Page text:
Graham Sowa

HAVANA TIMES — I’m at the Dr. Salvador Allende Hospital in Cerro, a neighborhood in south-central Havana. Because the hospital is named after a somewhat recent historical figure and socialist martyr my expectation was to find a building of Soviet construction: an uninspired structure from the later half of last century.

Instead I find myself at a hospital campus that should be the set of any period movie set in 19th century Europe.

There are dozens of structures, most of them serving as wards. In a typical ward a central hallway divides the two sides of the building. Each side is a series of rooms with three to four beds, night stands, and chairs. Giant patios surround each building, and it is common that patients pass their time outside, taking intravenous drips with them.

Some of the buildings have been recently renovated. Others are shells of their former selves, in disuse, and look to be the source of raw materials to keep the other buildings in functioning condition. There is plenty of green space, with gardens and walkways around all the buildings. My favorite quite moments are in the early morning hours looking up at the silhouettes of the royal palms against a night sky made starless by the city lights.

The hospital grew to its grandeur in the early 20th century, before its namesake was even born. Looking around at the old buildings and the massiveness of what the hospital was in its heyday it is no wonder that it used to be the principal hospital of La Habana.

In those days, when the links of first generation Spanish immigrants were stronger with their European homeland than they are today, the hospital was called the Covadonga. The Covadonga is the name of a city and famous battle, fought over a thousand years ago, in Spain between the Asturians (Christian) and the Moors (Muslim).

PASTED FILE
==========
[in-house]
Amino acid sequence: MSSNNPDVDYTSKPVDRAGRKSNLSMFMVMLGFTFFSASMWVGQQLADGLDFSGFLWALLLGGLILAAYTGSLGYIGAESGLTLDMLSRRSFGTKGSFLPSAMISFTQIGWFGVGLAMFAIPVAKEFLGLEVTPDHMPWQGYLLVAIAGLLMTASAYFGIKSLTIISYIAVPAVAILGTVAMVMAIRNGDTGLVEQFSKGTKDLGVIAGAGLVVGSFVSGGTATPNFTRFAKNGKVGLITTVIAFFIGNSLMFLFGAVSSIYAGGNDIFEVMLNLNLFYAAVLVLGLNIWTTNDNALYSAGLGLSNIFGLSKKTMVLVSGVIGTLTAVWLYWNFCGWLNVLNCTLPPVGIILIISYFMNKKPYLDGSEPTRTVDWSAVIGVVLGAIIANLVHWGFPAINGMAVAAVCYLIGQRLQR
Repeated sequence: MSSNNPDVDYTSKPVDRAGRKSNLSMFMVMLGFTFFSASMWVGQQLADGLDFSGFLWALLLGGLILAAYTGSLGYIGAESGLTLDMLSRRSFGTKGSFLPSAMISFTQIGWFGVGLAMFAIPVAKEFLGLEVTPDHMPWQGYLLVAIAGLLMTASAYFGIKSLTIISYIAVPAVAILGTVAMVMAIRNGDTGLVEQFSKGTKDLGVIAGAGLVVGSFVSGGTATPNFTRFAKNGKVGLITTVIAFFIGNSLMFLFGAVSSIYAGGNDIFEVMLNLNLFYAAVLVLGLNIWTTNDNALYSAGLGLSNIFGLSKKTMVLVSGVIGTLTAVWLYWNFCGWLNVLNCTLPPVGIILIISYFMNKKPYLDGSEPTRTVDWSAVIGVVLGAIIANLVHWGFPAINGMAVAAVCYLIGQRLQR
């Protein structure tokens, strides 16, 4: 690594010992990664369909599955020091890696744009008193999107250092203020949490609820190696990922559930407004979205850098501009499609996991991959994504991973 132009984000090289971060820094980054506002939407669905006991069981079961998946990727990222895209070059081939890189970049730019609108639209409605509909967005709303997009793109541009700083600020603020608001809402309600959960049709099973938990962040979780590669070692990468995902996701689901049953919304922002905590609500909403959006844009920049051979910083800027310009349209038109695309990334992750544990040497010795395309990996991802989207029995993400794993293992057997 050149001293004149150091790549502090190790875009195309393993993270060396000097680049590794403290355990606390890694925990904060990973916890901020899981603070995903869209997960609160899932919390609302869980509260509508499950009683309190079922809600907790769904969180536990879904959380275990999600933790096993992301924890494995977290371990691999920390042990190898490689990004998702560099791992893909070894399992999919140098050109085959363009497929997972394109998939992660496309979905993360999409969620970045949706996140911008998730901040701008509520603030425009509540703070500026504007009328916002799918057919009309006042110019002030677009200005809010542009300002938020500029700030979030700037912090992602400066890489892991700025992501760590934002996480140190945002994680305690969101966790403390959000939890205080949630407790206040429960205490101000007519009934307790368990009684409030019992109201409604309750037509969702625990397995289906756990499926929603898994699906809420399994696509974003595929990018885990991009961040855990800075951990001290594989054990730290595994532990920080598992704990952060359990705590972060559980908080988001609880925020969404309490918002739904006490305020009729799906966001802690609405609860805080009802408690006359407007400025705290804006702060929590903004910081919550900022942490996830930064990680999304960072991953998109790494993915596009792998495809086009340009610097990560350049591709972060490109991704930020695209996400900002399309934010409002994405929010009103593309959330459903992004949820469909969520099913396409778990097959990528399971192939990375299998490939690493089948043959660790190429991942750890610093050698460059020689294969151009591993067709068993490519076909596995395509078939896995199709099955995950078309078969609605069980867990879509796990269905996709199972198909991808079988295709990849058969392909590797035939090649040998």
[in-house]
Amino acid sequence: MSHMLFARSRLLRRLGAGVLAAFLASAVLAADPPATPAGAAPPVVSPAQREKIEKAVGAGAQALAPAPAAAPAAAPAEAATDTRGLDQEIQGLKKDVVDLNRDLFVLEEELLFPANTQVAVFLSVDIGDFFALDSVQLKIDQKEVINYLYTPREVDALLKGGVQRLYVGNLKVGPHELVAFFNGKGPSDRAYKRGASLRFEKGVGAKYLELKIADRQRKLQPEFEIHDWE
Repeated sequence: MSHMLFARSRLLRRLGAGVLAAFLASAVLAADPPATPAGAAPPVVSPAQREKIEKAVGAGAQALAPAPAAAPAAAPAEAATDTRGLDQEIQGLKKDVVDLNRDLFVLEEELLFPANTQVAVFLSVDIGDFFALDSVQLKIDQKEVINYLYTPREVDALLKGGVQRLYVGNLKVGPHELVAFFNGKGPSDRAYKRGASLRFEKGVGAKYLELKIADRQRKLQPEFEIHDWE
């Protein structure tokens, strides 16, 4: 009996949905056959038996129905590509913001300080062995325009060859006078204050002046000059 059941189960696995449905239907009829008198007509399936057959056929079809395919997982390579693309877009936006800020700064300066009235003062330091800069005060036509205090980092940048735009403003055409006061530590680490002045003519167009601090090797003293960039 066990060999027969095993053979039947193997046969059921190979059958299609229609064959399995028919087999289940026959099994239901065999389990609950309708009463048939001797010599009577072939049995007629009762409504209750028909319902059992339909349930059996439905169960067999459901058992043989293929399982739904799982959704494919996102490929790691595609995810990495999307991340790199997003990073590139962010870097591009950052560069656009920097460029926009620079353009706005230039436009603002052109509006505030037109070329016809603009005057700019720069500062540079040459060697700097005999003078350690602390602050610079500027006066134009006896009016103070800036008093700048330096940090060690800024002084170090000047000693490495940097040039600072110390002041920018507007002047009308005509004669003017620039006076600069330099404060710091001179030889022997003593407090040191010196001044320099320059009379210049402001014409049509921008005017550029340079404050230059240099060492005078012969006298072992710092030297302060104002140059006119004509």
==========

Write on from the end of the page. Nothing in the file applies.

The battle was won by the Asturians, who claimed the right to establish the Kingdom of Asturia. Thus the principal administration building at the hospital still bears the name “Asturias”. Almost every other hospital ward building has been given newer, more revolutionary names.

It was in between the building “Asturias” and the hospital ward “Jesus Menendez” that I learned what it was like to be in a class group with only Cubans. It was my second day of class and after leaving “Asturias” where we receive lecture at eight in the morning.

After class I walked to the hospital ward “Jesus Menendez” to start rounds. I looked for my classmates before seeing our professor who then asked me where the others were. I said I didn’t know and she assigned me a room to attend to.

About twenty minutes later my classmates, all together, walked the ward. I saw from a distance as their confidence in me was all but destroyed. The professor started asking them where they were. They said that class had just gotten out. A lie, yes, but considering how people treat time here it is not that big of a lie to say something “just happened” even if it passed more than 30 minutes ago.

So the professor then points to me, and asked how I arrived at the ward half an hour ago if class just got out. I was met with at least six sets of scornful eyes. I blew their cover story.

Later that day, with administrative ears out of hearing distance one of the Cuban group members told me, kindly, but with no uncertainty, that we were all to meet below the “Asturias” building after class to walk together to the ward. There was to be no flying solo.